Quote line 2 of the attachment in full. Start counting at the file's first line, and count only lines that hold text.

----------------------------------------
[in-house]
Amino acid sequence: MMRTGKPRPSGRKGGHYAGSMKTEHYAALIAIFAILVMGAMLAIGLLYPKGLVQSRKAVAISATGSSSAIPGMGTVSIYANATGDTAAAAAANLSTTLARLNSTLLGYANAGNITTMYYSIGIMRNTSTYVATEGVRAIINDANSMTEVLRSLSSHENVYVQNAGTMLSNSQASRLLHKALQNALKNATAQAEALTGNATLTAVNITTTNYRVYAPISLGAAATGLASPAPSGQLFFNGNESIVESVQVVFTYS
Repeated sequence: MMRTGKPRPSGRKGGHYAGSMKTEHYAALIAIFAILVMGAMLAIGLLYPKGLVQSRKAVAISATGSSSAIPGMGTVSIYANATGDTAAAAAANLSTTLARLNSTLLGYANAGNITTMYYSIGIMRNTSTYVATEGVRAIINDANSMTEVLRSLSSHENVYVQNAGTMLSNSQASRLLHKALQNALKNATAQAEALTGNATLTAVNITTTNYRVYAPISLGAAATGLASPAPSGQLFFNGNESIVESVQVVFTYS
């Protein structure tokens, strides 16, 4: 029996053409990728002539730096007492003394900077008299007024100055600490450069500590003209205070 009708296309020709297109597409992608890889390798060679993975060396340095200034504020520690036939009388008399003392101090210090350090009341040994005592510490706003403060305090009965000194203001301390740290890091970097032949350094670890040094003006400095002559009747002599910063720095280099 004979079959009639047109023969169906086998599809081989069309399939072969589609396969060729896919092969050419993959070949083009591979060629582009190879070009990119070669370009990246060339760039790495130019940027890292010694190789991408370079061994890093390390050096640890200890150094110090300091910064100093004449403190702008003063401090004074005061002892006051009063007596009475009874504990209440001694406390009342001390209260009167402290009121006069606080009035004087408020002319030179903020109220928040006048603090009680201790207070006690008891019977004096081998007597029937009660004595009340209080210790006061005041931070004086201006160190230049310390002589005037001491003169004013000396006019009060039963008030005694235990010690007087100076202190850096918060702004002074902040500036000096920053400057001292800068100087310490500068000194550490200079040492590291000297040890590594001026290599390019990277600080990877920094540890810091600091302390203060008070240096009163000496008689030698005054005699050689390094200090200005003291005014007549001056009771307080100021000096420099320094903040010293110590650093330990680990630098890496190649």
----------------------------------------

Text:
Amino acid sequence: MMRTGKPRPSGRKGGHYAGSMKTEHYAALIAIFAILVMGAMLAIGLLYPKGLVQSRKAVAISATGSSSAIPGMGTVSIYANATGDTAAAAAANLSTTLARLNSTLLGYANAGNITTMYYSIGIMRNTSTYVATEGVRAIINDANSMTEVLRSLSSHENVYVQNAGTMLSNSQASRLLHKALQNALKNATAQAEALTGNATLTAVNITTTNYRVYAPISLGAAATGLASPAPSGQLFFNGNESIVESVQVVFTYS